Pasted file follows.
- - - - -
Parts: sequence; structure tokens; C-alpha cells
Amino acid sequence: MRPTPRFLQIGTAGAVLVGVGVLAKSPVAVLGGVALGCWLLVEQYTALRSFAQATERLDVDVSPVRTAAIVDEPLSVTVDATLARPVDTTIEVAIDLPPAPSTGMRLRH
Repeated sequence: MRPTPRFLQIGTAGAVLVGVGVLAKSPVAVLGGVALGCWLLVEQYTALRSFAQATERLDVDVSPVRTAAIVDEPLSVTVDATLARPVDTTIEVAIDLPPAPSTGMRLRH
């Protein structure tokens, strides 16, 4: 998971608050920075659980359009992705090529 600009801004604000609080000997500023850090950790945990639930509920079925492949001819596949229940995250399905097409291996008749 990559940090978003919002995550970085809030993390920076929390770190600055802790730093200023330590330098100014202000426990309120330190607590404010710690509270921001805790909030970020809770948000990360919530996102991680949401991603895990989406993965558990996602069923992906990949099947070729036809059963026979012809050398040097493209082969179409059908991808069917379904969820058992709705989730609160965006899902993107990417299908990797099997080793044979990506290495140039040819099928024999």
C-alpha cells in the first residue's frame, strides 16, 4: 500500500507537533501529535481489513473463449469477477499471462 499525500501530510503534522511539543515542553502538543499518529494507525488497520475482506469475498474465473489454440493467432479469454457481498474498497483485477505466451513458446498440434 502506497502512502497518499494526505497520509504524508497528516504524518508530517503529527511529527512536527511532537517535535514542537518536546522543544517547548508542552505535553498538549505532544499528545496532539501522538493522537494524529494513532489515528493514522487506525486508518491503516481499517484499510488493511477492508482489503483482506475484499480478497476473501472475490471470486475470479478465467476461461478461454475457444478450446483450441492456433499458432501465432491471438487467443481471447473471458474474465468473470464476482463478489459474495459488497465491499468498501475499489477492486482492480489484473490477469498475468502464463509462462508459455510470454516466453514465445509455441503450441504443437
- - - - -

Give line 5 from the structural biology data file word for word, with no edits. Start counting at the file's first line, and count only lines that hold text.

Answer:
C-alpha cells in the first residue's frame, strides 16, 4: 500500500507537533501529535481489513473463449469477477499471462 499525500501530510503534522511539543515542553502538543499518529494507525488497520475482506469475498474465473489454440493467432479469454457481498474498497483485477505466451513458446498440434 502506497502512502497518499494526505497520509504524508497528516504524518508530517503529527511529527512536527511532537517535535514542537518536546522543544517547548508542552505535553498538549505532544499528545496532539501522538493522537494524529494513532489515528493514522487506525486508518491503516481499517484499510488493511477492508482489503483482506475484499480478497476473501472475490471470486475470479478465467476461461478461454475457444478450446483450441492456433499458432501465432491471438487467443481471447473471458474474465468473470464476482463478489459474495459488497465491499468498501475499489477492486482492480489484473490477469498475468502464463509462462508459455510470454516466453514465445509455441503450441504443437